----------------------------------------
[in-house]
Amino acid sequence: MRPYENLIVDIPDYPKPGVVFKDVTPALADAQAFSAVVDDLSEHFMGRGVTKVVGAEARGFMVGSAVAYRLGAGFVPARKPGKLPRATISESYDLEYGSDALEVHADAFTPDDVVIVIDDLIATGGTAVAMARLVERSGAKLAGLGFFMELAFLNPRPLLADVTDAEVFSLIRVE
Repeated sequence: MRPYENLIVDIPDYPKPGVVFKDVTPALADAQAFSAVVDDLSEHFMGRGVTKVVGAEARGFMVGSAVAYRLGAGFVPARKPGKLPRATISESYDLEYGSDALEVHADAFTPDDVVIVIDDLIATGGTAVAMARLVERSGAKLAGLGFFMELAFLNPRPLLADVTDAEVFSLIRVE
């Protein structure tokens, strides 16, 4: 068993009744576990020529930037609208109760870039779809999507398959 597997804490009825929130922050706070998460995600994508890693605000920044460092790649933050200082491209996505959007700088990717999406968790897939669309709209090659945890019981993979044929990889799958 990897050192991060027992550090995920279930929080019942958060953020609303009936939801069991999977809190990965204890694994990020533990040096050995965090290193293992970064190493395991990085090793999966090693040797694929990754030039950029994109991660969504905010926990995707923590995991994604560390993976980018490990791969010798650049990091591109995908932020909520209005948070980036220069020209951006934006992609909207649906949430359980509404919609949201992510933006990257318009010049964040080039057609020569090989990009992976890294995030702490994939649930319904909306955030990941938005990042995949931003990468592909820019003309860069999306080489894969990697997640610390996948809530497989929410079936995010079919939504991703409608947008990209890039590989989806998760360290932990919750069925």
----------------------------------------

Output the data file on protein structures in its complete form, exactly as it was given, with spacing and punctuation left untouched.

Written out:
[in-house]
Amino acid sequence: MRPYENLIVDIPDYPKPGVVFKDVTPALADAQAFSAVVDDLSEHFMGRGVTKVVGAEARGFMVGSAVAYRLGAGFVPARKPGKLPRATISESYDLEYGSDALEVHADAFTPDDVVIVIDDLIATGGTAVAMARLVERSGAKLAGLGFFMELAFLNPRPLLADVTDAEVFSLIRVE
Repeated sequence: MRPYENLIVDIPDYPKPGVVFKDVTPALADAQAFSAVVDDLSEHFMGRGVTKVVGAEARGFMVGSAVAYRLGAGFVPARKPGKLPRATISESYDLEYGSDALEVHADAFTPDDVVIVIDDLIATGGTAVAMARLVERSGAKLAGLGFFMELAFLNPRPLLADVTDAEVFSLIRVE
């Protein structure tokens, strides 16, 4: 068993009744576990020529930037609208109760870039779809999507398959 597997804490009825929130922050706070998460995600994508890693605000920044460092790649933050200082491209996505959007700088990717999406968790897939669309709209090659945890019981993979044929990889799958 990897050192991060027992550090995920279930929080019942958060953020609303009936939801069991999977809190990965204890694994990020533990040096050995965090290193293992970064190493395991990085090793999966090693040797694929990754030039950029994109991660969504905010926990995707923590995991994604560390993976980018490990791969010798650049990091591109995908932020909520209005948070980036220069020209951006934006992609909207649906949430359980509404919609949201992510933006990257318009010049964040080039057609020569090989990009992976890294995030702490994939649930319904909306955030990941938005990042995949931003990468592909820019003309860069999306080489894969990697997640610390996948809530497989929410079936995010079919939504991703409608947008990209890039590989989806998760360290932990919750069925």